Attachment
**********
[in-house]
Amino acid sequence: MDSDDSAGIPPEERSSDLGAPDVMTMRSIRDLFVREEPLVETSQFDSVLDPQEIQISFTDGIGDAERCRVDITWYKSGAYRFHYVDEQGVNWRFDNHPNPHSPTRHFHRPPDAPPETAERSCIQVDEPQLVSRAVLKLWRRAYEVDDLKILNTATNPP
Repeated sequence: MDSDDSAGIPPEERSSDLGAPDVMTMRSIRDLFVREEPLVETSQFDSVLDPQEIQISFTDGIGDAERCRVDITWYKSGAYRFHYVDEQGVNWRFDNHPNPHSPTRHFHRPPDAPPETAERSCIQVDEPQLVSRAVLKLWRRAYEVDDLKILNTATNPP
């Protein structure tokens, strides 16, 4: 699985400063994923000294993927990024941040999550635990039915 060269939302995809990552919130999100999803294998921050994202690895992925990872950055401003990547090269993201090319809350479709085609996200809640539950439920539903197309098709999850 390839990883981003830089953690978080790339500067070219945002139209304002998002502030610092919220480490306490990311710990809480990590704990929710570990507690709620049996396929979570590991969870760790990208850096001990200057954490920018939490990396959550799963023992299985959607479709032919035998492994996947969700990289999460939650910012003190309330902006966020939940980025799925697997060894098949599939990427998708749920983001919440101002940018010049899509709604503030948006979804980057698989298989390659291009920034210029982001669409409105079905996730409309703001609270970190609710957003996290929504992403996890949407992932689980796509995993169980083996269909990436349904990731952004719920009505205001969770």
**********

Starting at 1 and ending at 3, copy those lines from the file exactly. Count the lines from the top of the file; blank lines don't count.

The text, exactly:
[in-house]
Amino acid sequence: MDSDDSAGIPPEERSSDLGAPDVMTMRSIRDLFVREEPLVETSQFDSVLDPQEIQISFTDGIGDAERCRVDITWYKSGAYRFHYVDEQGVNWRFDNHPNPHSPTRHFHRPPDAPPETAERSCIQVDEPQLVSRAVLKLWRRAYEVDDLKILNTATNPP
Repeated sequence: MDSDDSAGIPPEERSSDLGAPDVMTMRSIRDLFVREEPLVETSQFDSVLDPQEIQISFTDGIGDAERCRVDITWYKSGAYRFHYVDEQGVNWRFDNHPNPHSPTRHFHRPPDAPPETAERSCIQVDEPQLVSRAVLKLWRRAYEVDDLKILNTATNPP